Section: User Commands (1)
Updated: 31 January 2007
whiptail - display dialog boxes from shell scripts
is a program that will let you present a variety of questions or
display messages using dialog boxes from a shell script. Currently,
these types of dialog boxes are implemented:
yes/no box, menu box, input box,
message box, text box, info box,
checklist box, radiolist box gauge box, and
The screen will be cleared to the
screen attribute on exit.
This doesn't work in an xterm (and descendants) if alternate screen
switching is enabled, because in that case slang writes to (and clears)
an alternate screen.
The dialog box will open with the cursor over the
- --default-item string
Set the default item in a menu box.
Normally the first item in the box is the default.
- --fb, --fullbuttons
Use full buttons. (By default,
uses compact buttons).
The dialog box won't have a
- --yes-button text
Set the text of the
- --no-button text
Set the text of the
- --ok-button text
Set the text of the
- --cancel-button text
Set the text of the
The menu, checklist and radiolist widgets will display tags only, not
the item strings. The menu widget still needs some items specified,
but checklist and radiolist expect only tag and status.
Don't display tags in the menu, checklist and radiolist widgets.
For checklist widgets, output result one line at a time, with no
quoting. This facilitates parsing by another program.
- --output-fd fd
Direct output to the given file descriptor. Most
write to standard error, but error messages may also be
written there, depending on your script.
- --title title
string to be displayed at the top of the dialog box.
- --backtitle backtitle
string to be displayed on the backdrop, at the top of the screen.
Force the display of a vertical scrollbar.
Put window in top-left corner.
- -h, --help
Print a help message and exit.
- -v, --version
Print version information and exit.
- Box Options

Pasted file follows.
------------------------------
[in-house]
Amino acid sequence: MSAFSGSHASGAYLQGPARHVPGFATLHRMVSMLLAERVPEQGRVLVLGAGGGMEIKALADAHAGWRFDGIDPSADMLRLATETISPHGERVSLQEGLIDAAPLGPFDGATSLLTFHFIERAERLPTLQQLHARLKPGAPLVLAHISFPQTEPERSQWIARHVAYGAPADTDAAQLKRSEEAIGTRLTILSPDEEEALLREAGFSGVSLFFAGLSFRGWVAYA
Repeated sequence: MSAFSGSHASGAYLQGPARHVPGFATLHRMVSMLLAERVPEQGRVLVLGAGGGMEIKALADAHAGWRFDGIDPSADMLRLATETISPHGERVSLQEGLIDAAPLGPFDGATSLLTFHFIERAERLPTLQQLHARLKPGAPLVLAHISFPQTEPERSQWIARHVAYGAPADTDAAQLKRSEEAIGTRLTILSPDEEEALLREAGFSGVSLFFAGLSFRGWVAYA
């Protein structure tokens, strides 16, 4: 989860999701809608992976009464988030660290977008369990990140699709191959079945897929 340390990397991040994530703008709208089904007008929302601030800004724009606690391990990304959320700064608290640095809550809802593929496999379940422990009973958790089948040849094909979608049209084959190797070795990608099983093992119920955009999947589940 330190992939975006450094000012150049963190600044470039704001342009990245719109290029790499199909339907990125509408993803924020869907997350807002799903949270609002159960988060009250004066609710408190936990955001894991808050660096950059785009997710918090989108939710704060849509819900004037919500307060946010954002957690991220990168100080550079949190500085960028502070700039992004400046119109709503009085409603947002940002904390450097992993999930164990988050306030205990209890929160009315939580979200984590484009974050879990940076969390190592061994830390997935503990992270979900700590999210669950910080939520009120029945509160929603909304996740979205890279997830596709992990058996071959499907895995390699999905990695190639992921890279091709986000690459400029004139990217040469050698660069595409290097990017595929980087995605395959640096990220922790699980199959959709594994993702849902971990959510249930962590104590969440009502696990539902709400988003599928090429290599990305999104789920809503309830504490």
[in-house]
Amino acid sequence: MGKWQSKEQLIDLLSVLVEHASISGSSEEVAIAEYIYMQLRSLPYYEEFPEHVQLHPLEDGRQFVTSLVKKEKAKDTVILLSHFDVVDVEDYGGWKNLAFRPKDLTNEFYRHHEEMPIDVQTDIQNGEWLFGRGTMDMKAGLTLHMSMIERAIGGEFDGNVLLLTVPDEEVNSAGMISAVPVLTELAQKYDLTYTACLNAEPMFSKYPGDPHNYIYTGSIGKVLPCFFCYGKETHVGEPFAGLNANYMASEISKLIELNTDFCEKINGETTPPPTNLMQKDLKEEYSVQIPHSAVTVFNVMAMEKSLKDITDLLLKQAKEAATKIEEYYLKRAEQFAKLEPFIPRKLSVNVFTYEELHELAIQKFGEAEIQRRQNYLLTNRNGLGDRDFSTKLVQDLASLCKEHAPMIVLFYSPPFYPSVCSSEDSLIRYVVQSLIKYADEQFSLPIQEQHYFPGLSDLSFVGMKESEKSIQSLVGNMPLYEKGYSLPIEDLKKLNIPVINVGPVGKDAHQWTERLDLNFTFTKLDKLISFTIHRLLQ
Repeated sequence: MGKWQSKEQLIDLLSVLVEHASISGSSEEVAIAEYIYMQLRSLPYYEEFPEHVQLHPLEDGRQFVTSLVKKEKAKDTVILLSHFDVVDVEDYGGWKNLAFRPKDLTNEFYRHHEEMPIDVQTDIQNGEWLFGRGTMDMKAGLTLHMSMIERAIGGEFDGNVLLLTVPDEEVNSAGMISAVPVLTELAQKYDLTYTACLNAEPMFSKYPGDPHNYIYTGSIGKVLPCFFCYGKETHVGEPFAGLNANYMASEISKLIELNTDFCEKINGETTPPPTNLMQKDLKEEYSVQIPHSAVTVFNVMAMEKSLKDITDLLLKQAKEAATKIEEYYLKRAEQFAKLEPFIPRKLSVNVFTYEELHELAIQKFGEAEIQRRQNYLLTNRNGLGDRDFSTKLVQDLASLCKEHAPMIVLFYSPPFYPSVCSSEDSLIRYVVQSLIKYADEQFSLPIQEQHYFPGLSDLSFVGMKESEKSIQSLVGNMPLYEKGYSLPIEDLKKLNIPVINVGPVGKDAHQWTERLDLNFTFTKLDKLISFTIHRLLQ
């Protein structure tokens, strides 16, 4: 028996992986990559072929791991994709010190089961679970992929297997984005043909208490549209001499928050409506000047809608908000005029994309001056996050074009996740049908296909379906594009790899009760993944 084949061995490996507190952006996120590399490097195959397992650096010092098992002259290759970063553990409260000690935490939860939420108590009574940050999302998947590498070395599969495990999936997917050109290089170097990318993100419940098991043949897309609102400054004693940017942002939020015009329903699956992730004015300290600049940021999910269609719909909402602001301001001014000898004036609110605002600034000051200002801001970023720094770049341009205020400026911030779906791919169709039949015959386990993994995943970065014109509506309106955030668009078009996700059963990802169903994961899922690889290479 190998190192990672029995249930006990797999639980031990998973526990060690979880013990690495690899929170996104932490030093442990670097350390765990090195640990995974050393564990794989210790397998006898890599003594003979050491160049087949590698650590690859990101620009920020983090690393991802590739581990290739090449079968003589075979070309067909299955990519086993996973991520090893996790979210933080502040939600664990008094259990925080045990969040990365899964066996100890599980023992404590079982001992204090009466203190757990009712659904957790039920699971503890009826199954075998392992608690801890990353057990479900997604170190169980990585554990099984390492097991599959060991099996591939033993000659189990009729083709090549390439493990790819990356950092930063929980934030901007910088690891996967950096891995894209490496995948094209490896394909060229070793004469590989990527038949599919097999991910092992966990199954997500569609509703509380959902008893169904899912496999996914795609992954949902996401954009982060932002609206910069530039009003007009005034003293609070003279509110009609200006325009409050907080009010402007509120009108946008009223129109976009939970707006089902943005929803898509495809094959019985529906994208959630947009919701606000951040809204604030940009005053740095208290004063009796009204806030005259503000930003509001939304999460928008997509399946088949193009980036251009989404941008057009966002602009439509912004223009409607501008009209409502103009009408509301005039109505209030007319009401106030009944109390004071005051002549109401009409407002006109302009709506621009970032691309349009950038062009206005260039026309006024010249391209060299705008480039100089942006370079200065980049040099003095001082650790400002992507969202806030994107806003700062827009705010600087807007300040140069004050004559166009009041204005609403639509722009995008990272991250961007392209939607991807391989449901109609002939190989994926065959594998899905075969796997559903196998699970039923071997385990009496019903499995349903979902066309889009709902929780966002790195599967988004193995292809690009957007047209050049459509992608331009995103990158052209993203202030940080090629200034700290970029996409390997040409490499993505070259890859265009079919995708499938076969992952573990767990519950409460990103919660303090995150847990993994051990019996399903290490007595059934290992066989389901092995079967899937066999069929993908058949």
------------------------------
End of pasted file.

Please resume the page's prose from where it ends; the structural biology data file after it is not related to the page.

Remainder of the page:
- --yesno text height width
A yes/no dialog box of size
columns will be displayed. The string specified by
is displayed inside the dialog box. If this string is too long to be fit
in one line, it will be automatically divided into multiple lines at
appropriate places. The
string may also contain the sub-string
or newline characters
to control line breaking explicitly. This dialog box is useful for
asking questions that require the user to answer either yes or no.
The dialog box has a Yes button and a No
button, in which the user can switch between by pressing the
- --msgbox text height width
A message box is very similar to a yes/no box.
The only difference between a
box and a
box is that a
box has only a single
button. You can use this dialog box to display any message you like.
After reading the message, the user can press the
key so that
will exit and the calling shell script can continue its operation.
- --infobox text height width
An info box is basically a message box.
However, in this case,
will exit immediately after displaying the message to the user. The
screen is not cleared when
exits, so that the message will remain on the screen until the calling
shell script clears it later. This is useful when you want to inform
the user that some operations are carrying on that may require some
time to finish.
- --inputbox text height width [init]
An input box is useful when you want to ask questions that
require the user to input a string as the answer. If init is supplied
it is used to initialize the input string.
When inputing the
key can be used to correct typing errors. If the input string is longer than